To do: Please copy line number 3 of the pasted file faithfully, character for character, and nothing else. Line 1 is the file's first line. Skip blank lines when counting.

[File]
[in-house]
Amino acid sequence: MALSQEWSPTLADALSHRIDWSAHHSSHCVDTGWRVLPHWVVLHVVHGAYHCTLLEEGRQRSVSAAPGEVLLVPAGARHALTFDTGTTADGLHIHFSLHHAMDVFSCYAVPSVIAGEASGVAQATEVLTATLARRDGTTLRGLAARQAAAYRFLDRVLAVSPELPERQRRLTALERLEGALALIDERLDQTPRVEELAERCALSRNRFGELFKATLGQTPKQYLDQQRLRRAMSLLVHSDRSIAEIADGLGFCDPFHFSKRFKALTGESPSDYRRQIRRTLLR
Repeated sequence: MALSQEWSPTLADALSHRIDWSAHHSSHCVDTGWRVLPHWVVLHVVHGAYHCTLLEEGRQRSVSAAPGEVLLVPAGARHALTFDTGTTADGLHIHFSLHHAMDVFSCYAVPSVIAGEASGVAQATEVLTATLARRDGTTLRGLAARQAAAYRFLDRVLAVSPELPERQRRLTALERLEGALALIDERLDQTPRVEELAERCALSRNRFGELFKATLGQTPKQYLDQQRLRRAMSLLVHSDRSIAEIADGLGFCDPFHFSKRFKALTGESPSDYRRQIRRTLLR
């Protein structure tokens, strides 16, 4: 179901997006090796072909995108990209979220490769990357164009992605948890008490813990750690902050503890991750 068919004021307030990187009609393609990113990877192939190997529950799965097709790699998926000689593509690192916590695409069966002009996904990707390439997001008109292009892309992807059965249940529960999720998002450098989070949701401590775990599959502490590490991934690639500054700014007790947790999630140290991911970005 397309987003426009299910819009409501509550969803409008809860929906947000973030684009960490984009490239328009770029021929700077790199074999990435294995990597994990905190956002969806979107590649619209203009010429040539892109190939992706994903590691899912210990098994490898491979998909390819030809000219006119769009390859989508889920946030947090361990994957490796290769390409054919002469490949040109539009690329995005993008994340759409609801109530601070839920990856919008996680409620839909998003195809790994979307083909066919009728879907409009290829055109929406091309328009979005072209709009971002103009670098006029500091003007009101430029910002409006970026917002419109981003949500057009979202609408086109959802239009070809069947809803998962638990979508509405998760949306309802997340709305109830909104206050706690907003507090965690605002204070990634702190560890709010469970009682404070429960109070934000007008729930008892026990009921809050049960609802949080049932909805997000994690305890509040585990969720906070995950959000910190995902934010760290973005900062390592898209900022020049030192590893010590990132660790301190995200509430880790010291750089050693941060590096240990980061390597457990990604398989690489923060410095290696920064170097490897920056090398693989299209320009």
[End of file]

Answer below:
Repeated sequence: MALSQEWSPTLADALSHRIDWSAHHSSHCVDTGWRVLPHWVVLHVVHGAYHCTLLEEGRQRSVSAAPGEVLLVPAGARHALTFDTGTTADGLHIHFSLHHAMDVFSCYAVPSVIAGEASGVAQATEVLTATLARRDGTTLRGLAARQAAAYRFLDRVLAVSPELPERQRRLTALERLEGALALIDERLDQTPRVEELAERCALSRNRFGELFKATLGQTPKQYLDQQRLRRAMSLLVHSDRSIAEIADGLGFCDPFHFSKRFKALTGESPSDYRRQIRRTLLR